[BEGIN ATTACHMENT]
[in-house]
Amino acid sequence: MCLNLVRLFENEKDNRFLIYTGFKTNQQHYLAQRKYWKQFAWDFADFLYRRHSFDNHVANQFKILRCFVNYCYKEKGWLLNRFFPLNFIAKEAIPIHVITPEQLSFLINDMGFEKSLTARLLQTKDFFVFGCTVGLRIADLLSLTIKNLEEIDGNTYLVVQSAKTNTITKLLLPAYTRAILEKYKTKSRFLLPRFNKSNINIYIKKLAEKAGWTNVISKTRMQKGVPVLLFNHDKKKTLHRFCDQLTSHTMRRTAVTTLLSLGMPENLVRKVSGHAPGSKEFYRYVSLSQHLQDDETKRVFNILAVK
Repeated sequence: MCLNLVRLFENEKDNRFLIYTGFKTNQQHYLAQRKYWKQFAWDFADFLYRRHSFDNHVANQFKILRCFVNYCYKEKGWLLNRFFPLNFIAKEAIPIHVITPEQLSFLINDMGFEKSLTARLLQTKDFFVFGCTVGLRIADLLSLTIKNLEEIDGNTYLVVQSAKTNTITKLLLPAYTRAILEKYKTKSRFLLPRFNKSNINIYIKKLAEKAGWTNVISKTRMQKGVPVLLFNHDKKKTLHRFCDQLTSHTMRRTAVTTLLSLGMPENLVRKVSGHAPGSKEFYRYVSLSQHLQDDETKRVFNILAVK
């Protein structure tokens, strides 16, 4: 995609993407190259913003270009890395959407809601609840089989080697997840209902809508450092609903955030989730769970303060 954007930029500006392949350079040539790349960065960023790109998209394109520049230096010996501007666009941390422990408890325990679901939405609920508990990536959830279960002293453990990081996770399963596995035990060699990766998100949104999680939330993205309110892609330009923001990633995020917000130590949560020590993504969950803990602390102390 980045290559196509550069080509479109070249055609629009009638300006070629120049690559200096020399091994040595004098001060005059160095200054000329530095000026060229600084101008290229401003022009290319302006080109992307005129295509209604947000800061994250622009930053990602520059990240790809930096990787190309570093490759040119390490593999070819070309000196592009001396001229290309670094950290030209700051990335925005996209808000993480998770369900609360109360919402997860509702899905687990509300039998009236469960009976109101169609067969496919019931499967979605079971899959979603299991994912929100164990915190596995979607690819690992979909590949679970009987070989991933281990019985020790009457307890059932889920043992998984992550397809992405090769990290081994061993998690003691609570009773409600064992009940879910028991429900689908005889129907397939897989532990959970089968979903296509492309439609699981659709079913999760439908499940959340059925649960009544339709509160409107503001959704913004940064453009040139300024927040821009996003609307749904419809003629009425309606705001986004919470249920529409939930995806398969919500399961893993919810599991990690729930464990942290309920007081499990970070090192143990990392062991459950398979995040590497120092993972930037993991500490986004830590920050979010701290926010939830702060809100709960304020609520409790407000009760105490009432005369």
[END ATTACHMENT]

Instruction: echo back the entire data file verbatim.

[in-house]
Amino acid sequence: MCLNLVRLFENEKDNRFLIYTGFKTNQQHYLAQRKYWKQFAWDFADFLYRRHSFDNHVANQFKILRCFVNYCYKEKGWLLNRFFPLNFIAKEAIPIHVITPEQLSFLINDMGFEKSLTARLLQTKDFFVFGCTVGLRIADLLSLTIKNLEEIDGNTYLVVQSAKTNTITKLLLPAYTRAILEKYKTKSRFLLPRFNKSNINIYIKKLAEKAGWTNVISKTRMQKGVPVLLFNHDKKKTLHRFCDQLTSHTMRRTAVTTLLSLGMPENLVRKVSGHAPGSKEFYRYVSLSQHLQDDETKRVFNILAVK
Repeated sequence: MCLNLVRLFENEKDNRFLIYTGFKTNQQHYLAQRKYWKQFAWDFADFLYRRHSFDNHVANQFKILRCFVNYCYKEKGWLLNRFFPLNFIAKEAIPIHVITPEQLSFLINDMGFEKSLTARLLQTKDFFVFGCTVGLRIADLLSLTIKNLEEIDGNTYLVVQSAKTNTITKLLLPAYTRAILEKYKTKSRFLLPRFNKSNINIYIKKLAEKAGWTNVISKTRMQKGVPVLLFNHDKKKTLHRFCDQLTSHTMRRTAVTTLLSLGMPENLVRKVSGHAPGSKEFYRYVSLSQHLQDDETKRVFNILAVK
């Protein structure tokens, strides 16, 4: 995609993407190259913003270009890395959407809601609840089989080697997840209902809508450092609903955030989730769970303060 954007930029500006392949350079040539790349960065960023790109998209394109520049230096010996501007666009941390422990408890325990679901939405609920508990990536959830279960002293453990990081996770399963596995035990060699990766998100949104999680939330993205309110892609330009923001990633995020917000130590949560020590993504969950803990602390102390 980045290559196509550069080509479109070249055609629009009638300006070629120049690559200096020399091994040595004098001060005059160095200054000329530095000026060229600084101008290229401003022009290319302006080109992307005129295509209604947000800061994250622009930053990602520059990240790809930096990787190309570093490759040119390490593999070819070309000196592009001396001229290309670094950290030209700051990335925005996209808000993480998770369900609360109360919402997860509702899905687990509300039998009236469960009976109101169609067969496919019931499967979605079971899959979603299991994912929100164990915190596995979607690819690992979909590949679970009987070989991933281990019985020790009457307890059932889920043992998984992550397809992405090769990290081994061993998690003691609570009773409600064992009940879910028991429900689908005889129907397939897989532990959970089968979903296509492309439609699981659709079913999760439908499940959340059925649960009544339709509160409107503001959704913004940064453009040139300024927040821009996003609307749904419809003629009425309606705001986004919470249920529409939930995806398969919500399961893993919810599991990690729930464990942290309920007081499990970070090192143990990392062991459950398979995040590497120092993972930037993991500490986004830590920050979010701290926010939830702060809100709960304020609520409790407000009760105490009432005369």